Assistant Police Chief Craig Meidl, who as of this month is leading the department, said the department had too many vacancies in leadership positions. Craig Meidl and Tracie Meidl are married.

In recent years, the police department often has been run by a chief and two assistant chiefs. But after the June 30 departure of McDevitt, the department is without a chief and only has one assistant chief.

Condon has not named Craig Meidl interim chief. Coddington said the period that the chief’s position would be open between McDevitt’s departure and the selection of a new chief was so short the mayor decided not to have an interim chief and keep Craig Meidl in the position of assistant chief.

Meidl said McDevitt made the recommendation for temporary changes on his last day, and Meidl announced the changes to his command staff Monday.

A new chief can reverse the changes, Meidl said, but he expects the new positions to remain, even if the people are changed. “It would be nice to have an operational structure in place,” he said.

Meidl said he told the people filling those jobs: “Don’t just think you could be rolled back. Expect to roll back.”

After Straub took over the department, city leaders reorganized the police department, creating eight departments within it, allowing for the hiring of directors and assistant directors for each one. Last month, however, the Spokane City Council eliminated half of those departments to comply with state law.

Meidl said he’s willing to remain as the assistant chief when a new chief arrives, but is fine working in other lower-ranked positions within the department. He said he trusts in God that he’ll be led to the position that’s right for him and the department. He also said he’s not offended that he hasn’t been named an “interim chief,” even though he’s the person now in charge of the department.

“The incoming chief has to be able to pick his right-hand person,” Meidl said. “I’m at peace with whatever position I’m led to.”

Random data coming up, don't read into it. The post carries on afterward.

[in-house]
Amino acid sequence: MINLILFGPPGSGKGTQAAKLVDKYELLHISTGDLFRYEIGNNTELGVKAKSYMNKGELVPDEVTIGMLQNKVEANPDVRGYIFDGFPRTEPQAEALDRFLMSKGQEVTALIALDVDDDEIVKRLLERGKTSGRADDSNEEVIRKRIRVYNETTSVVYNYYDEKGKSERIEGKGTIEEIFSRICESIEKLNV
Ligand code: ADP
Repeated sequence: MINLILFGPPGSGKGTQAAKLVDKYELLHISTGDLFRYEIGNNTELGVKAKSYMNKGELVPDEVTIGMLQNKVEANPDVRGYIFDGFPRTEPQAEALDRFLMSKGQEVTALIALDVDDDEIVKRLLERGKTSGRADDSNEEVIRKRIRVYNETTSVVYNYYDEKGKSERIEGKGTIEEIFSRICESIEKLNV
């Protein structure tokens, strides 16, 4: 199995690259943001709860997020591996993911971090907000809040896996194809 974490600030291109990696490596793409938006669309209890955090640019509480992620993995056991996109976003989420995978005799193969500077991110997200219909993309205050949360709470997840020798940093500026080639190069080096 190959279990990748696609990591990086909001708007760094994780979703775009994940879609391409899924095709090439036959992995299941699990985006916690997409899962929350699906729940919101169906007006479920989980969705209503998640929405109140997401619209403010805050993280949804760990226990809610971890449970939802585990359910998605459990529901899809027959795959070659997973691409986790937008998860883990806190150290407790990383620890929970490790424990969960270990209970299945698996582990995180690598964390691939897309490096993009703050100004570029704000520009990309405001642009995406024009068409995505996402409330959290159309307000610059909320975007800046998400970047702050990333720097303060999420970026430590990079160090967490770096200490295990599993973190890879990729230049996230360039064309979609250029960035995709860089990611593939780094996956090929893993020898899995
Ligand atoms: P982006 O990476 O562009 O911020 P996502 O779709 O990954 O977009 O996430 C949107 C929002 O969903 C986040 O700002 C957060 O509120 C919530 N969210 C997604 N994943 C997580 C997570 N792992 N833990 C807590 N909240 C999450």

A new chief could be in place by mid-August. He will step into a working structure that he could keep or change based on experience with other departments, in a few months or a few days, McDevitt said.

The temporary changes were made after studying the department’s organization for three months and getting to know the personnel, McDevitt said. He also checked with City Hall about civil service and union contract considerations.

He believes the department has “good talent” but previous chiefs did not pay enough attention to developing the next round of department leaders.

Asked if any of the officers he selected for the temporary jobs participated in the salute members of the department gave to former Officer Karl Thompson after he was convicted in the death of Otto Zehm, McDevitt replied: “It didn’t matter to me.”

McDevitt said his office started the investigation and prosecution of Thompson, and while the salute to a convicted felon was despicable, it was not criminal. “It was stupid and everybody who did it knew it shortly afterward,” he said.

When he took temporary control of the department, McDevitt told officers he would look to the present, not the past.

“This department is a different department. Lessons were learned,” he said.